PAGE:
Jason David, father of a 5-year-old boy with Dravet syndrome, a rare form of epilepsy, wept as he recounted his son's positive response to a glycerine-based tincture developed with DeAngelo's help. The tincture uses a strain high in cannabidol, which is not psychoactive.
"He's down from 22 pills a day to four. When I look in his eyes and tell him, 'Give me a kiss,' he can now give me a kiss," David said. "Please, Ms. Haag, have some compassion. Don't let me lose my son."
DeAngelo pledged to "never abandon our patients." Harborside attorney Henry Wykowski added that he is conferring with the property owners and has not decided how to proceed. The landlords are expected to reply to the federal action within 20 days and a hearing has been set for October.
"There is no reason to kick down our door," Wykowski said, and invited federal prosecutors to arrange a visit.
Aside from the effect on patients, Harborside's closure — or failure to find another property if the current forfeiture action moves forward — would deal a direct financial blow to the Bay Area city.
Last year alone, Harborside paid $3.5 million in taxes — $1.1 million of which went to Oakland coffers as a business tax. Additional sales tax and payroll taxes were paid as well.
The business tax represents the bulk of the $1.4 million paid last year by Oakland's four permitted dispensaries combined, among them one associated with medical marijuana pioneer Richard Lee that was shuttered in April after a federal raid and is now regrouping without Lee's participation.
Lee's company, which operated the industry trade school known as Oaksterdam University, dissolved, forcing 45 direct employees off the payroll, cutting their health benefits and eliminating 63 other union jobs in related businesses, said Dale Sky Jones, who now operates the university and is rebuilding its curriculum.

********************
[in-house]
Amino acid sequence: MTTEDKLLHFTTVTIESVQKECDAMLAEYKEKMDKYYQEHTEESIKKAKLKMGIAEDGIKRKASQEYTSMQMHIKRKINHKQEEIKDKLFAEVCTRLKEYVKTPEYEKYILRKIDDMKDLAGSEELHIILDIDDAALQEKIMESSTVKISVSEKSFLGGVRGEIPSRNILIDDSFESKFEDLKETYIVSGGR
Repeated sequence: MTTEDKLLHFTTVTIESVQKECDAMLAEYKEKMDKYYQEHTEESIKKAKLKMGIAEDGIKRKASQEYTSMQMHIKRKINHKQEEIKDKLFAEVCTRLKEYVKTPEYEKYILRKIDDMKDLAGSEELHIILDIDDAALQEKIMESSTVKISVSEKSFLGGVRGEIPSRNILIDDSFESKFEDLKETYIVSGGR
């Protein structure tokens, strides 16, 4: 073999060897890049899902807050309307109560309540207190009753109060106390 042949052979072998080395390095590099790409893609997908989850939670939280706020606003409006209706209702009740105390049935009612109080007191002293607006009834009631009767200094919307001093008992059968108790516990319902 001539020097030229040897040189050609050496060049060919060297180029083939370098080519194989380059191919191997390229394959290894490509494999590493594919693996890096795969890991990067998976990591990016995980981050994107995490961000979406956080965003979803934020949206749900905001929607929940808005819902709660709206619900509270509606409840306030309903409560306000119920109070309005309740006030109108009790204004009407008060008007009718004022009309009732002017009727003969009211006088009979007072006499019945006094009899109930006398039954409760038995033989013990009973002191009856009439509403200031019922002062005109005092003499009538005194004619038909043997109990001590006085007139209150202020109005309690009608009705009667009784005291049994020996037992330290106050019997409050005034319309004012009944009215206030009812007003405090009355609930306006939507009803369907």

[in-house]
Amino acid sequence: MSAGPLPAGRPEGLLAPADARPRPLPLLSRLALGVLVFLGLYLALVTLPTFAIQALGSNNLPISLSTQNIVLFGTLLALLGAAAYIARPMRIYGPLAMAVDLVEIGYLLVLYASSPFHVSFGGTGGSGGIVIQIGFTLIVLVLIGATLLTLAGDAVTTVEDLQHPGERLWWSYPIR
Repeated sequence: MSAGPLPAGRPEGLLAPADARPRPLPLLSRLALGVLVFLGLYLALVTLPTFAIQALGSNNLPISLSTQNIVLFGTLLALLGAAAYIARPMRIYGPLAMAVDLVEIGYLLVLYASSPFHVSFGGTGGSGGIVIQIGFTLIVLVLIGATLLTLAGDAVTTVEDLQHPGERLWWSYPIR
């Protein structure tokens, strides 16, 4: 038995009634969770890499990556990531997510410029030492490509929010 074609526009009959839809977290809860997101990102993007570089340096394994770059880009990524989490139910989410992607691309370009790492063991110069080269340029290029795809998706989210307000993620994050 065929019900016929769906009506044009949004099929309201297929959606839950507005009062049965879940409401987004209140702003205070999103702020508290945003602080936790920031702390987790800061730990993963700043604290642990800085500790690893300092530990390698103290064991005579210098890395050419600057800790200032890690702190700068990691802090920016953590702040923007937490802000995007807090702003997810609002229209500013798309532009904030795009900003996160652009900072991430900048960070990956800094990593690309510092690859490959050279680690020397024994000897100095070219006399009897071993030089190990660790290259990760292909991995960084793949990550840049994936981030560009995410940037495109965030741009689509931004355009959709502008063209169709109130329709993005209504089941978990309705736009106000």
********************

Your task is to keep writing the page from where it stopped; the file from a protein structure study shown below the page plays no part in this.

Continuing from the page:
Out-of-towners had flocked to the university's classes, staying at downtown hotels and further spurring the city economy, added Oakland revenue manager Dave McPherson.
McPherson said the business taxes paid by dispensaries make up about 2.5% of the $54 million paid citywide. But that is no small contribution in a city struggling with a shrinking police force and the return to the state of $21 million in redevelopment funds, said City Councilman Ignacio De La Fuente.
"This action will have a long-term impact," he said. "Landlords will be intimidated into not leasing buildings" to dispensaries.
Oakland moved in 2004 to limit dispensaries, and in 2009 became the first city to tax the operations. The City Council recently raised the number of dispensaries from four to eight. Applicants are moving through the permitting process but have had difficulty finding willing landlords, said Deputy City Administrator Arturo Sanchez.
Also coming to the defense of Harborside on Thursday were Rep. Barbara Lee (D-Oakland); State Board of Equalization member Betty Yee, who said her office collects $58 million to $105 million in annual state tax from California dispensaries; and Oakland City Atty. Barbara J. Parker, a former federal prosecutor.
"I strongly oppose federal actions against members of Oakland's business community who are complying with California and Oakland laws and regulations and paying their fair share of taxes," Parker wrote in a statement.
Delivering medical marijuana under the law in San Francisco
Special to The SF Examiner
It's not easy to open a medical cannabis dispensary in San Francisco, but it's very easy for patients to purchase their medicine from the comfort of home — even if the service is illegal.
Delivery services operating in seeming violation of city law advertise in print and on the Web, and operate in full knowledge of city officials, who say their hands are tied.
Meanwhile, the U.S. Department of Justice has shut down five licensed storefront dispensaries in The City since October, yet has not taken action on unlicensed delivery services.